Pros & Cons of Trane XL20i Versus XL16i Heat Pump
Considering replacing 12 y/o 3.5 ton Rheem heat pump which is costly to run and can't maintain my desired 74/72 degree day/night comfort levels when it's 95 degrees outside during the day and only cools down to 78 degrees at night here in central Florida. The outside unit is badly corroded due to poor installation. Previous owner had it put half on, half off the existing cement slab and 2 inches away from an irrigation sprinkler.
Contractor says load calc puts my 1827 sf lakefront home at high end of 3.5 ton single stage or 4 ton dual stage. I have 6 sets of 8 ft wide sliding glass doors to let the outside in on the NE and SE sides, as well as a 350sf family room with an open beam 14 ft high ceiling (no insulation there).
Considering the Trane XL20i heat pump 4 ton combo rated at 17.75 SEER or the Trane XL16i heat pump 4 ton combo rated at 17.5 SEER. Difference in cost is negligible with the rebates being offered by Trane and FPL and one contractorr is offering a "free" 5-inch media filter with either choice.
What's the trade-off in efficiency and long term reliability between the 2 compressor unit and the single 2-stage compressor unit, given that compressor start-up is the greatest strain on a compressor over the long haul. I mean, if the 2 compressors go on and off, but the dual stage compressor just changes speed, does that mean the dual stage will last longer? Would it also be more efficient?
The old Rheem does manage to keep the RH inside pretty low... measured at 40% earlier today... I wonder if the Trane would do the same. Outside RH runs between 75 and 85% most days.
The XL20i is far and away better. We install them at least 3 to 1 over the XL16i. First don't worry as much about that .25 SEER difference because with the XL20i you get communicating capability a true 2 ton compressor and a true 4 ton compressor for the best staging and dehumidification.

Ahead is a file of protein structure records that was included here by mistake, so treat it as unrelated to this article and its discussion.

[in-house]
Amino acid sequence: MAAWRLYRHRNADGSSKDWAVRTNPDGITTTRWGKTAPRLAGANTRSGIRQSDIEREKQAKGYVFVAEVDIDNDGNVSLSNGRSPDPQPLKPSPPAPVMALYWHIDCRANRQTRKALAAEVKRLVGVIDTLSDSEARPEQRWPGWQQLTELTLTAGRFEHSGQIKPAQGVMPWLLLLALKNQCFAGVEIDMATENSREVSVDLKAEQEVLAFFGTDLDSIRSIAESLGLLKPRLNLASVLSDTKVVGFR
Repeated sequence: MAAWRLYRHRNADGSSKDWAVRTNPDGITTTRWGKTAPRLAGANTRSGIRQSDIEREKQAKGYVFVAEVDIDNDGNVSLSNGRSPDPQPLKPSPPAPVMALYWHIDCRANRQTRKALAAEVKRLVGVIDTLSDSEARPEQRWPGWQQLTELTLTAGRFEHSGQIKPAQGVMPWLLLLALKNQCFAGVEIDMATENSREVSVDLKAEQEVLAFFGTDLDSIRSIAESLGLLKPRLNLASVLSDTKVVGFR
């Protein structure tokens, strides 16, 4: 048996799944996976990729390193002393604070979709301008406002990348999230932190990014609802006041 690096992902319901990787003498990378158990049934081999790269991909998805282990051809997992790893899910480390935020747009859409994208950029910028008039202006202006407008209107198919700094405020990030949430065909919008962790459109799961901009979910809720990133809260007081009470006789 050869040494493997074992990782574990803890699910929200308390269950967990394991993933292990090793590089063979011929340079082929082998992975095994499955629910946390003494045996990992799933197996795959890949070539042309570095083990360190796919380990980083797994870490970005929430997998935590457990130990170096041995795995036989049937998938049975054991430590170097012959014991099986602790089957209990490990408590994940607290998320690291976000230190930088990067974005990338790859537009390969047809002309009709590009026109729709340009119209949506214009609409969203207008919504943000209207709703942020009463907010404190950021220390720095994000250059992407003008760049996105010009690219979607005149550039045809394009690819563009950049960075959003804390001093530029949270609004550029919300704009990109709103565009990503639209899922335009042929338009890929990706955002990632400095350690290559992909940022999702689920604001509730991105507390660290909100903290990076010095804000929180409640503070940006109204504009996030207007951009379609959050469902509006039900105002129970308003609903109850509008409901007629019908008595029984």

I would also see if you can get your homes air leakage sealed or insulation added or better/sealed ducting because that could drop the size needed down to a 3 ton which costs less up front, will save the most money because now your home is performing better and is up to a 19 SEER.
I would also recommend the XL20, and suggest that you take advantage of the Rebate program that will soon be in effect (Sep. I think). I am assuming you are aware of this program?
Thanks! Yes, the estimates I'm getting on Trane units include the fall factory rebates which begin August 15th. Based on SkyHeating's comments about the 3 ton versus the 4 ton for my, I think I'll get back with the two contractors I'm considering and see what they say. I'm all about saving money up front and keeping my electric bills as low as possible over the long haul. But I also expect to be comfortable and don't want to have to compromise by setting my t-stat up to 78 degrees to satisfy "design requirements" of a smaller system.
Originally Posted by S.T.Ranger
Also see if you qualify for a tax credit with the install. When the first credit was available we installed a number of the XL20i systems, as it was a no-brainer. Between the credit from the Gov. and the Trane rebate, you would not have paid that much more to get the XL20 as opposed to a standard XR13 system.
Also check to see if your state is offering anything. In Va, it was minimal, and I was told you basically have to agree to give access to your property for a certain amount of time (3 or 5 year, I think), which, for me...is out of the question. "By invitation only..." lol
But that is up to you to decide.
I tried to post a reply, but I think I messed up and hit "Reply to Thread" instead of "Reply With Quote". Since I'm a guest, not a pro, I think that post went to the round file.
Originally Posted by SkyHeating
Anyway, my response to your recommendations is this:
I had FPL out last week to do the energy survey. They checked for duct leaks, window/door leaks, and evaluated my insulation. As a result, I had the ducts sealed and added R30 to bring the total to R38. Doors and windows were tight, so no repairs were required. This information was provided to the contractors bidding on my A/C replacement and all but one came up with 3.5 ton single stage or 4 ton two stage as recommended solutions. The one lone wolf said I was stuck with 3.5 ton single stage because anything else would be over or under-sized, so I shouldn't even look at a two stage option. BTW, he was a Carrier dealer and offered me only one solution. Turns out the p/n suite he offered me as "Performance Series" is listed on Carrier's website as a "Comfort Series" p/n. Guess he thought I wouldn't check!